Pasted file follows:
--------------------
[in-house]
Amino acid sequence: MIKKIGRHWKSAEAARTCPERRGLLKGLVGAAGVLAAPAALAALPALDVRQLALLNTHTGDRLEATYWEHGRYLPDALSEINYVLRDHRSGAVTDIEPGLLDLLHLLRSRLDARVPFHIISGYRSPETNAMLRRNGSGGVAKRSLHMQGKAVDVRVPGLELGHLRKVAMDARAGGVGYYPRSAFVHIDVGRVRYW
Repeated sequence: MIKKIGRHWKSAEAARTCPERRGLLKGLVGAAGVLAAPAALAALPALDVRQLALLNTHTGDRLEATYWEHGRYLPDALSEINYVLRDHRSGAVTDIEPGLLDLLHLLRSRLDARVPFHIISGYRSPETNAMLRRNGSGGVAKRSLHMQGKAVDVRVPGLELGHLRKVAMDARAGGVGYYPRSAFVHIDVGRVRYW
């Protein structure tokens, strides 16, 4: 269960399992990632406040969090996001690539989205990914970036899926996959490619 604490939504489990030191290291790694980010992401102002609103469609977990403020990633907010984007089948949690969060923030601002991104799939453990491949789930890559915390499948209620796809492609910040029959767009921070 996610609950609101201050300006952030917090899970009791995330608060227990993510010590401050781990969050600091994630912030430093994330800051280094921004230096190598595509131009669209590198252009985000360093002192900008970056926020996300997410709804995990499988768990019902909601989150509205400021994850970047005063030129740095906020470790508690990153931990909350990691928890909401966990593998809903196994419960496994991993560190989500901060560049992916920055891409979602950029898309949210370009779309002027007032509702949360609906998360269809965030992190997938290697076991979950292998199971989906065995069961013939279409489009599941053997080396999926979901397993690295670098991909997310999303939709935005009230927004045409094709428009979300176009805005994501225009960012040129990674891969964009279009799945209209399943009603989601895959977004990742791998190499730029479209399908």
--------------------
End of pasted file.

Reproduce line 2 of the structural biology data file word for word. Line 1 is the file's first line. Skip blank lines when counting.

Amino acid sequence: MIKKIGRHWKSAEAARTCPERRGLLKGLVGAAGVLAAPAALAALPALDVRQLALLNTHTGDRLEATYWEHGRYLPDALSEINYVLRDHRSGAVTDIEPGLLDLLHLLRSRLDARVPFHIISGYRSPETNAMLRRNGSGGVAKRSLHMQGKAVDVRVPGLELGHLRKVAMDARAGGVGYYPRSAFVHIDVGRVRYW